While Fox News has apologized for their "no-go zones" claim, the after-effects of their repeated lie are far from over. Lies have consequences that aren't remedied by a simple apology.
Bobby Jindal used the power and prestige of his office to promote an event backed by some of the nation's most religiously divisive and stridently anti-gay activists. And in a bid to boost his own political future, he sent a clear message of support for the Christian-nation views of the event's extremist organizers.
If you want to know the current state of the Republican Party, look no further than the activities that the party's leading presidential hopefuls have planned for this weekend. They are scrambling to win the support of theocrats, bigots and anti-immigrant extremists. What they don't seem to realize is that that will make it much harder for them to win the respect of the rest of us.
Ultimately, this is not just about righteousness, but also about deciding which is a more desirable society: one that is bland, insular, parochial and monolithic. Or, one that is dynamic, diverse, colorful and inviting (such as... well, the United States of America)?
Suddenly, it's 2016. Try to contain your excitement... ...
Who among the GOP's early presidential hopefuls are in a position to win the roughly 15 percent of the voting public who are conservative Christians? What are the signals that they might choose to send out? And who will be hobbled by sending out the wrong ones?
On September 21, 2014, we sent a public records request to the Louisiana Department of Education, requesting the number of school corporal punishment incidents for the 2011-2014 school years. On October 29, 2014, we received the data. It was revealing.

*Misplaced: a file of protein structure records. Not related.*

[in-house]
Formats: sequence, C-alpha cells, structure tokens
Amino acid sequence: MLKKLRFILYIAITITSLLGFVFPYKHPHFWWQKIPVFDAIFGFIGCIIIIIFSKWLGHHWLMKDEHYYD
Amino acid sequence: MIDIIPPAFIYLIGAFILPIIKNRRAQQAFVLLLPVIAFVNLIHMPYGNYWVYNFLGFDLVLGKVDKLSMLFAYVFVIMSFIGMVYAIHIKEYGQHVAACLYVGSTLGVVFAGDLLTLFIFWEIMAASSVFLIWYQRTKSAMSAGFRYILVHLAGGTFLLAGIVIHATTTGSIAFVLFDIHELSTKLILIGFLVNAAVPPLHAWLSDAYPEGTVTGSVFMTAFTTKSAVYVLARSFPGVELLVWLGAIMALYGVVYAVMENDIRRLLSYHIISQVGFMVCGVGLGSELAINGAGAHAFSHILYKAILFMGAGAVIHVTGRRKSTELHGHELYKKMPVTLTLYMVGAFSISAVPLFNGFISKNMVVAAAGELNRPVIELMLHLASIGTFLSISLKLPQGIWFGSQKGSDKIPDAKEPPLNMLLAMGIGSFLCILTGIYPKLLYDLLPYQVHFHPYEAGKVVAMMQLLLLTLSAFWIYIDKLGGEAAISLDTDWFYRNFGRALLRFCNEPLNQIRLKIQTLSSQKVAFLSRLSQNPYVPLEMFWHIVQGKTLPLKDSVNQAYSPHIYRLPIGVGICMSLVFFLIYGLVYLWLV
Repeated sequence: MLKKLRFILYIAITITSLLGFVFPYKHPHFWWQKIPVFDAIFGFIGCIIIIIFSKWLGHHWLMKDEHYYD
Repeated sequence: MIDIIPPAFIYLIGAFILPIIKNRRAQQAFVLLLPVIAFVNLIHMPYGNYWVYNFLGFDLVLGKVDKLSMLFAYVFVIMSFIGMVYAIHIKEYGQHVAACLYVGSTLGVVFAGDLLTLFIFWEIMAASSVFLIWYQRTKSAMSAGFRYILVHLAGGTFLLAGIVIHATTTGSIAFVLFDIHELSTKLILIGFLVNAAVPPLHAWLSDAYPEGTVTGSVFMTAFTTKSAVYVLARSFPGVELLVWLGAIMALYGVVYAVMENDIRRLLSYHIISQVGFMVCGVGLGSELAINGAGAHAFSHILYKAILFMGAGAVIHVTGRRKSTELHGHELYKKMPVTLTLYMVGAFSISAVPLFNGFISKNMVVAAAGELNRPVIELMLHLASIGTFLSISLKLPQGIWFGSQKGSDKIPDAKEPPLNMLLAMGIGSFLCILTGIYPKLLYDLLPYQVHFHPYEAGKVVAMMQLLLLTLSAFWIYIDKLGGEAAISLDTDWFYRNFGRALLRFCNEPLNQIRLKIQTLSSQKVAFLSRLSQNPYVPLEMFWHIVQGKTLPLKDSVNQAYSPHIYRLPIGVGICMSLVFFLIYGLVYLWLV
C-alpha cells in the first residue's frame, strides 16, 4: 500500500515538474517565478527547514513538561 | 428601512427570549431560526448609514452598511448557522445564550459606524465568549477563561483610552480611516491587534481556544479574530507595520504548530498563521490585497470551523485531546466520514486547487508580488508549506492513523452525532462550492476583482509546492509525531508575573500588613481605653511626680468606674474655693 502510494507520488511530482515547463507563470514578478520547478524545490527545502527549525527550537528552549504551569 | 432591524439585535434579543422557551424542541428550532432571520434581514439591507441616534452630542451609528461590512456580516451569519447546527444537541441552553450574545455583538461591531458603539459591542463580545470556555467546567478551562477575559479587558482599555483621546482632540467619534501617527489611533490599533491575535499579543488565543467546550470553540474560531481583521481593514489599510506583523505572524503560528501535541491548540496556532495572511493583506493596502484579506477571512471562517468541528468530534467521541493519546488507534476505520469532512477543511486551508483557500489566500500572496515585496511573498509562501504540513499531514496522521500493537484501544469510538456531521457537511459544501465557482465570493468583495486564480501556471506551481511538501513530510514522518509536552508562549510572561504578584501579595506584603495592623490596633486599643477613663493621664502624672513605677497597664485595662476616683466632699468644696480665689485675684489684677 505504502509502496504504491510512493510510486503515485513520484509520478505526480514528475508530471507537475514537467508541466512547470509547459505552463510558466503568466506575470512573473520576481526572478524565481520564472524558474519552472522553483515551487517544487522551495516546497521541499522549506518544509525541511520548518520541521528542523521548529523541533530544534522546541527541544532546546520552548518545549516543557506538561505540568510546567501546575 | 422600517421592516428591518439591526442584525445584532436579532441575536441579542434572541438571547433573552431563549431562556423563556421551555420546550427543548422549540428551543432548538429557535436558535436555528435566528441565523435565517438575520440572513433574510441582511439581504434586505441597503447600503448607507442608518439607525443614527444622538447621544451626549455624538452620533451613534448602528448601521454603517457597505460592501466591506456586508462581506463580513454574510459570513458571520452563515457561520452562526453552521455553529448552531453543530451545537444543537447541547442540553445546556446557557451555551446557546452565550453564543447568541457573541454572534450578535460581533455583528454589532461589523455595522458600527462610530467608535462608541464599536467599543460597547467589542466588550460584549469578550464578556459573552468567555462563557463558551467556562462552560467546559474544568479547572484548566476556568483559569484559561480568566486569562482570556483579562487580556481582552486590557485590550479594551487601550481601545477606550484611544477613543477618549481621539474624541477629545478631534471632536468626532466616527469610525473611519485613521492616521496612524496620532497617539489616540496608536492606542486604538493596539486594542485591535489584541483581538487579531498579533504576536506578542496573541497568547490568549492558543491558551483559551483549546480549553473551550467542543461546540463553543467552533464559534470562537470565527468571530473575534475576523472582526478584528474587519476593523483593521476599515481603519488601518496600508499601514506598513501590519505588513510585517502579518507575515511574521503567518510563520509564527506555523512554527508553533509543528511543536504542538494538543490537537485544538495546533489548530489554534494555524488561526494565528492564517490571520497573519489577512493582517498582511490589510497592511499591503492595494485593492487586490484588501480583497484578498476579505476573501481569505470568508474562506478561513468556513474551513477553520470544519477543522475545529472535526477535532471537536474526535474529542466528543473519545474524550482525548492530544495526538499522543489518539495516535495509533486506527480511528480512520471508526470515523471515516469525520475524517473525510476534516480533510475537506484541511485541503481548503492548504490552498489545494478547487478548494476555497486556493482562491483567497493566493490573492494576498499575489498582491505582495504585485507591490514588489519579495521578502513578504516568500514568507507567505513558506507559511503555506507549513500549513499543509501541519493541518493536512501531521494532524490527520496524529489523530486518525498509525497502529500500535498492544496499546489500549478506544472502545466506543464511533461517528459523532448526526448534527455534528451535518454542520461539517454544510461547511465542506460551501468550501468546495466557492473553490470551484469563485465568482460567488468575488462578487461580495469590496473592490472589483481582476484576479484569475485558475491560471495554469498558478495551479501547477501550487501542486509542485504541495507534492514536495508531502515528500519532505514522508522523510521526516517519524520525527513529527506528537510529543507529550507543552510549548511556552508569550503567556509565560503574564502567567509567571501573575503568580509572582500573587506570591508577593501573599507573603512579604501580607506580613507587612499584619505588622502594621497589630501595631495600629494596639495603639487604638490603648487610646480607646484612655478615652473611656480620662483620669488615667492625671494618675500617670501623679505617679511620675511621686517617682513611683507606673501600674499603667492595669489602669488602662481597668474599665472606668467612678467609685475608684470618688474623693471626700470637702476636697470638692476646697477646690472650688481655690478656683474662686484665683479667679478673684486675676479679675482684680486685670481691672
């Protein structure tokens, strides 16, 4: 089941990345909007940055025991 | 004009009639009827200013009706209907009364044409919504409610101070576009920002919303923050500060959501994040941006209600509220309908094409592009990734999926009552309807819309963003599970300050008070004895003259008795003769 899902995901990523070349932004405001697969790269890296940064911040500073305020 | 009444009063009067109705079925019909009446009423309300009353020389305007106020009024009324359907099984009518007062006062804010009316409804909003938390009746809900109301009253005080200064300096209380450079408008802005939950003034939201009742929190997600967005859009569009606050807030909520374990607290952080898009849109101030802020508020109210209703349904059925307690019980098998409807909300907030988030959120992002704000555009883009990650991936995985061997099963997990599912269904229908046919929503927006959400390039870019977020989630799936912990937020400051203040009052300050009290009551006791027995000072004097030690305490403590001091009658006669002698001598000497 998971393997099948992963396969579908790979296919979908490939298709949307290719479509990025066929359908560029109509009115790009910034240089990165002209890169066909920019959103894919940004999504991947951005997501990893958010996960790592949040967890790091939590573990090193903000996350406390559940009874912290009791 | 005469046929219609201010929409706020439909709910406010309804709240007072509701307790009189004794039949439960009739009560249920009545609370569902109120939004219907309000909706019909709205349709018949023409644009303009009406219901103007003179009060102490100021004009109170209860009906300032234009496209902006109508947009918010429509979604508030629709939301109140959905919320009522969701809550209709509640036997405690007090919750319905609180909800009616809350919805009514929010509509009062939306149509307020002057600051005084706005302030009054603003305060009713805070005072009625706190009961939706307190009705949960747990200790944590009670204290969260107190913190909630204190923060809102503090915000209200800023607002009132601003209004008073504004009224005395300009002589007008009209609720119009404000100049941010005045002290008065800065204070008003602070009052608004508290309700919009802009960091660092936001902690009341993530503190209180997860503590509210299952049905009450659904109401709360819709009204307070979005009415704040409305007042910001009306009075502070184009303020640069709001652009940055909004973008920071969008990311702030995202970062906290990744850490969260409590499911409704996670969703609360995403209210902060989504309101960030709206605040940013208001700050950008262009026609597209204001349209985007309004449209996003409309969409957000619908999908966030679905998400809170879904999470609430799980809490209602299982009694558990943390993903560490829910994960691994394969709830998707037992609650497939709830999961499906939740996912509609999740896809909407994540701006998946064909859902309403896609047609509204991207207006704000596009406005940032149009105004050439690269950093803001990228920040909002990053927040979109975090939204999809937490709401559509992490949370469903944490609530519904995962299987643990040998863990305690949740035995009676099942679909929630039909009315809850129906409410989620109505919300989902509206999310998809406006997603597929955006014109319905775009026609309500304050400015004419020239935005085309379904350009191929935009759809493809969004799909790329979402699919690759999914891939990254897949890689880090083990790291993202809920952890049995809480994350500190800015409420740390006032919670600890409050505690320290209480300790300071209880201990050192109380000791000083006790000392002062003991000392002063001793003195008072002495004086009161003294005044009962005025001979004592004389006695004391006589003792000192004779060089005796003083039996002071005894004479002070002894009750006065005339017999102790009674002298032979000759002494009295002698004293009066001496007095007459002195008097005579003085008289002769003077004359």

You can't change what you are, Governor Jindal. I can't either. We must embrace our identities rather than asking people to look past them. If you ask people to respect -- not merely accept -- your Indian identity, perhaps we can build toward a Louisiana that isn't built off of racial prejudice.
The idea that a satire news show would take election coverage so seriously no longer comes as a surprise. How did satire news become such a major player in news media? And, is its increased social power dangerous for our democracy?
This week, the New York Times Magazine featured John Barry and his brainchild, the lawsuit against 90 oil, gas and pipeline companies filed in New Orl...
Why do politicians like Kentucky Sen. Rand Paul, Texas Sen. Ted Cruz and Louisiana Gov. Bobby Jindal still think it's OK to speak to groups that vilify the LGBT community with outrageous propaganda and demonizing falsehoods? If racism is anathema to the GOP, why isn't overt anti-LGBT bigotry equally repellent?
The Green News Report is also available via... ...
The Jindal administration is seeking a stay of Hernandez's ruling and an expedited writ of appeal to the First Circuit. They believe Hernandez is wrong. Hernandez is wrong. However, Jindal's defense really dropped the ball on this one- for whatever reason.
To me, a Louisianian, it is absolutely no surprise that Jindal said that a 2016 presidential run is "something" he is "thinking about." What Jindal needs is a sensational, distinguishing, timely issue to propel him into the national spotlight...
You don't have to be a grown-up to advocate. You have to care about something and, most importantly, you have to act on it. So teach your children well. Get them involved in whatever issue is central to your life.
Some people support corporal punishment in schools. These people think physical discipline is the only discipline that works on some children. However, virtually everyone can agree physical discipline should not be used against disabled children.